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Russia’s Violation of International Law

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October 11, 2022

Why in news?

As the world grapples with the severity of the illegal invasion of Ukraine, the international law violations committed by Russia seems to be a major concern.

What is the current situation?

  • The situation between Russia and Ukraine has been poor ever since the annexation of Crimea, a south-eastern Ukrainian province by Russia in 2014.
  • The situation worsened when the Russian President ordered a special military operation within Ukraine, a sovereign nation.
  • Reasons- The pretext of the said operation was initially
    • To honour the Minsk Agreements
    • To liberate and defend the Donbas region and the people of Donetsk and Luhansk in Ukraine
    • To stop the expansion of the North Atlantic Treaty Organisation (NATO) towards Eastern Europe
  • Putin invoked Article 51 of the UN Charter, which enshrines inherent right of individual or collective self-defence in order to protect Article 1 (the right to self-determination of Donbas region).

What international laws were violated by Russia’s annexation?

Violations under the UN Charter

  • Article 1 of the International Covenant on Civil and Political Rights and the International Covenant on Economic, Social and Cultural Rights, provides that a group of people can freely determine their political status.
  • Article 2 of the UN Charter- This right has to be read with Article 2 of the UN Charter which states that recognition by an outside country involves interfering in the internal matters of a State.
  • It is a direct contravention of the principle of equal sovereignty of all nations.
  • Article 51- Article 51 provides for self-defence against an armed attack.
  • Russia cannot justify its actions since Russia faced no aggression from Ukraine.

Violations under the Hague Convention

  • Russia’s control over the four Ukrainian regions, before the referendums, is known as ‘belligerent occupation’ which is explained under the Hague Convention of 1899.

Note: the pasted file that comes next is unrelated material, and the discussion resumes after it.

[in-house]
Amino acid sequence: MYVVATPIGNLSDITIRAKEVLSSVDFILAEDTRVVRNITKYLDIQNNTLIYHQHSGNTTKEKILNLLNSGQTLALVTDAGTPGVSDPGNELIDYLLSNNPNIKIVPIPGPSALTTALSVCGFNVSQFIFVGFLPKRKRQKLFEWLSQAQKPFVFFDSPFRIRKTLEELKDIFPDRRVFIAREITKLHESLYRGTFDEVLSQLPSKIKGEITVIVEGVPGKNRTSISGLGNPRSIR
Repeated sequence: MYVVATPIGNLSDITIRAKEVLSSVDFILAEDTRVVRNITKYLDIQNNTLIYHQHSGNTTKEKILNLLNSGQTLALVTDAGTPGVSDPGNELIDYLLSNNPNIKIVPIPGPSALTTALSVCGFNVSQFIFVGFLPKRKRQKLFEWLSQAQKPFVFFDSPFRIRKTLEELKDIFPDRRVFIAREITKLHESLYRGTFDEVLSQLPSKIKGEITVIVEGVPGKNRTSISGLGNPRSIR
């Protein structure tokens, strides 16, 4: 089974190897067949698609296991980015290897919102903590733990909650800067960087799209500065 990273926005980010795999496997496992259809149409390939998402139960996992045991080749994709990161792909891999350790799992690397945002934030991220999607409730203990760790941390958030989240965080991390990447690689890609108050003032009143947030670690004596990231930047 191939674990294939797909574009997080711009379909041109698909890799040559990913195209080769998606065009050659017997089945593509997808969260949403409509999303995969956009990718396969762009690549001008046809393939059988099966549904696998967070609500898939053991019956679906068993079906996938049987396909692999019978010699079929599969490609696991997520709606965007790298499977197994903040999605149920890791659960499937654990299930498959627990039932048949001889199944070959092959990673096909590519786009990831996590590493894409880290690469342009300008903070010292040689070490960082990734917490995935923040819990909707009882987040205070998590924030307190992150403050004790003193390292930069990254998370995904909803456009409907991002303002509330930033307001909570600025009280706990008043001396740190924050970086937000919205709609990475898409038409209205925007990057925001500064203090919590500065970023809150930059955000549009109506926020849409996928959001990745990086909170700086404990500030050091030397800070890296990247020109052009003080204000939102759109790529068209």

• Article 43 of the Convention states that the occupying power should ensure public order and safety and respect the domestic laws of the occupied territory.
  • The Article clearly states that Russia, being the occupier, only has ‘authority’ and not ‘sovereignty’ over these regions.
  • Further, any change in this status, i.e. from ‘authority’ to ‘sovereignty’ can only happen with Ukraine’s consent.

What are the other international law violations by Russia?

International humanitarian law violations

  • The Moscow Mechanism report noted concern over clear patterns of serious violations of international humanitarian law attributable mostly to the Russian armed forces.
  • Many people have been killed in the Ukrainian city of Mariupol, Bucha and Irpin.
  • The World Health Organisation (WHO) confirmed around 226 Russian attacks on health care facilities in Ukraine since the conflict began.
  • The attack on Kyiv and ruthless airstrikes on the civilian population is a direct violation of the Geneva Conventions (that establish international legal standards for humanitarian treatment in war).

International criminal law violations

  • Under the Rome Statute, any intentional attack against civilian populations and objects consists of a war crime.
  • While Russia is not a party to the Rome Statute of the International Criminal Court (ICC), Ukraine is a signatory to it.
  • The past precedence (the Rohingyas’ Genocide in Myanmar) has highlighted that Ukraine can bring a legitimate claim to the ICC.

International human rights law violations

  • Both parties are signatories to
    • Universal Declaration of Human Rights
    • International Covenant to Civil and Political Rights
    • European Convention on Human Rights
    • Convention against Torture and Other Cruel, Inhuman or Degrading Treatment or Punishment
  • Russia’s actions violate the fundamental rights including the right to life and dignity, the right to be secure from torture, ill-treatment and forceful detention.

What are the deadlocks in the issue?

  • Russia’s continuation of war- The United Nations General Assembly (UNGA) resolution (non-binding) demanded Russia to immediately and unconditionally withdraw from Ukraine.
  • On Ukraine’s application, the International Court of Justice (ICJ) ordered Russia to immediately suspend its military operations in Ukraine.
  • Ukraine has even moved to the European Court of Human Rights to put Russia in the dock.
  • But nothing seems to dissuade Russian President Putin’s revisionist and imperial designs.
  • Use of nuclear force- Recently, the Russian President hinted at using nuclear weapons in the ongoing war.
  • Neither Russia nor Ukraine has signed the Treaty on the Prohibition of Nuclear Weapons.
  • The UN Charter provides the right of individual and collective self-defence, which means that if Russia launches a nuclear attack, not only Ukraine but also its allies can launch a counter-attack on Russia in collective self-defence.
  • Russia’s veto power- The Charter also empowers the Security Council to take action in case of threat of force.
  • However, it is not going to materialize since Russia has veto power as a UN Security Council member.

 

References

  1. https://www.thehindu.com/todays-paper/tp-opinion/russias-continued-defiance-of-international-law/article65995175.ece
  2. https://theleaflet.in/international-law-violations-by-russia-in-its-invasion-of-ukraine/

 

Quick facts

ICJ vs. ICC

icc_icj

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